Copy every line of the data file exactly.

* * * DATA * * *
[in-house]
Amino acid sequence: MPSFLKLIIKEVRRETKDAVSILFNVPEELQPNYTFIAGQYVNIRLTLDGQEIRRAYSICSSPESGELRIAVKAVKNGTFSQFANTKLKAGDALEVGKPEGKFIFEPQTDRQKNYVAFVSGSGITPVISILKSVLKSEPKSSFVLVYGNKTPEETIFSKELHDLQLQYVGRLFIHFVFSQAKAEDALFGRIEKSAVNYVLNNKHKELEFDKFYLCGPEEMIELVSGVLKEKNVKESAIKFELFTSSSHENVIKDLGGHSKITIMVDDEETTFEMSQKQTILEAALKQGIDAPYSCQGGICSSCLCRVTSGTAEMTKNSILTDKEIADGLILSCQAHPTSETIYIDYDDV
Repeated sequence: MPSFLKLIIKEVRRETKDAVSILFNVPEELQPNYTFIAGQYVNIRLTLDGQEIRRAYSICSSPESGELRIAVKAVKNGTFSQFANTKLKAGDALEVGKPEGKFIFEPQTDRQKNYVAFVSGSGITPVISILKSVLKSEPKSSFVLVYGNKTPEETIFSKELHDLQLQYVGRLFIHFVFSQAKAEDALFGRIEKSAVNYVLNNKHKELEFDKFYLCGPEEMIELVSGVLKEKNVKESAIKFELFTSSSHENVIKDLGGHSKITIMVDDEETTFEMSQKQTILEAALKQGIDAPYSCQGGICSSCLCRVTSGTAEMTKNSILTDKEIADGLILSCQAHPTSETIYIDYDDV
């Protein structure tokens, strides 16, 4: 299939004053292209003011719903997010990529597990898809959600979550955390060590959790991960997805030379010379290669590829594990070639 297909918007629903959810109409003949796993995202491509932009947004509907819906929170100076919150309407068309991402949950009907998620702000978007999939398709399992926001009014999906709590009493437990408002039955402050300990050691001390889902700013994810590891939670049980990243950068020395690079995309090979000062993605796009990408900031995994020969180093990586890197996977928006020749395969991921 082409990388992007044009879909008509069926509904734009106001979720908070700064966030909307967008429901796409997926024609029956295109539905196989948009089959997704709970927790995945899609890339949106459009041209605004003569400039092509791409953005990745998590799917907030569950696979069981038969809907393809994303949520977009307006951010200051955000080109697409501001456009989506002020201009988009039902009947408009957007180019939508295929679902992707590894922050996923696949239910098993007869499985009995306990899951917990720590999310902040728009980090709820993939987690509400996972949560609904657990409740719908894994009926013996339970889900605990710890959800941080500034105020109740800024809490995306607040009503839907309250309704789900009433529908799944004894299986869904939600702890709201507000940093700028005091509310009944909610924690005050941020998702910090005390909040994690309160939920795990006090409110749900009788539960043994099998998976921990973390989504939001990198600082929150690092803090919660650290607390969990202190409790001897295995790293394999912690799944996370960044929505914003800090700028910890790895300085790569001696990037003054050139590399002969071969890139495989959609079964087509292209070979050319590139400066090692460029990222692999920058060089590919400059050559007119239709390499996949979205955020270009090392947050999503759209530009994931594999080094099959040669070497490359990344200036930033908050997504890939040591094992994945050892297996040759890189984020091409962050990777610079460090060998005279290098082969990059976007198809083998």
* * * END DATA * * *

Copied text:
[in-house]
Amino acid sequence: MPSFLKLIIKEVRRETKDAVSILFNVPEELQPNYTFIAGQYVNIRLTLDGQEIRRAYSICSSPESGELRIAVKAVKNGTFSQFANTKLKAGDALEVGKPEGKFIFEPQTDRQKNYVAFVSGSGITPVISILKSVLKSEPKSSFVLVYGNKTPEETIFSKELHDLQLQYVGRLFIHFVFSQAKAEDALFGRIEKSAVNYVLNNKHKELEFDKFYLCGPEEMIELVSGVLKEKNVKESAIKFELFTSSSHENVIKDLGGHSKITIMVDDEETTFEMSQKQTILEAALKQGIDAPYSCQGGICSSCLCRVTSGTAEMTKNSILTDKEIADGLILSCQAHPTSETIYIDYDDV
Repeated sequence: MPSFLKLIIKEVRRETKDAVSILFNVPEELQPNYTFIAGQYVNIRLTLDGQEIRRAYSICSSPESGELRIAVKAVKNGTFSQFANTKLKAGDALEVGKPEGKFIFEPQTDRQKNYVAFVSGSGITPVISILKSVLKSEPKSSFVLVYGNKTPEETIFSKELHDLQLQYVGRLFIHFVFSQAKAEDALFGRIEKSAVNYVLNNKHKELEFDKFYLCGPEEMIELVSGVLKEKNVKESAIKFELFTSSSHENVIKDLGGHSKITIMVDDEETTFEMSQKQTILEAALKQGIDAPYSCQGGICSSCLCRVTSGTAEMTKNSILTDKEIADGLILSCQAHPTSETIYIDYDDV
């Protein structure tokens, strides 16, 4: 299939004053292209003011719903997010990529597990898809959600979550955390060590959790991960997805030379010379290669590829594990070639 297909918007629903959810109409003949796993995202491509932009947004509907819906929170100076919150309407068309991402949950009907998620702000978007999939398709399992926001009014999906709590009493437990408002039955402050300990050691001390889902700013994810590891939670049980990243950068020395690079995309090979000062993605796009990408900031995994020969180093990586890197996977928006020749395969991921 082409990388992007044009879909008509069926509904734009106001979720908070700064966030909307967008429901796409997926024609029956295109539905196989948009089959997704709970927790995945899609890339949106459009041209605004003569400039092509791409953005990745998590799917907030569950696979069981038969809907393809994303949520977009307006951010200051955000080109697409501001456009989506002020201009988009039902009947408009957007180019939508295929679902992707590894922050996923696949239910098993007869499985009995306990899951917990720590999310902040728009980090709820993939987690509400996972949560609904657990409740719908894994009926013996339970889900605990710890959800941080500034105020109740800024809490995306607040009503839907309250309704789900009433529908799944004894299986869904939600702890709201507000940093700028005091509310009944909610924690005050941020998702910090005390909040994690309160939920795990006090409110749900009788539960043994099998998976921990973390989504939001990198600082929150690092803090919660650290607390969990202190409790001897295995790293394999912690799944996370960044929505914003800090700028910890790895300085790569001696990037003054050139590399002969071969890139495989959609079964087509292209070979050319590139400066090692460029990222692999920058060089590919400059050559007119239709390499996949979205955020270009090392947050999503759209530009994931594999080094099959040669070497490359990344200036930033908050997504890939040591094992994945050892297996040759890189984020091409962050990777610079460090060998005279290098082969990059976007198809083998």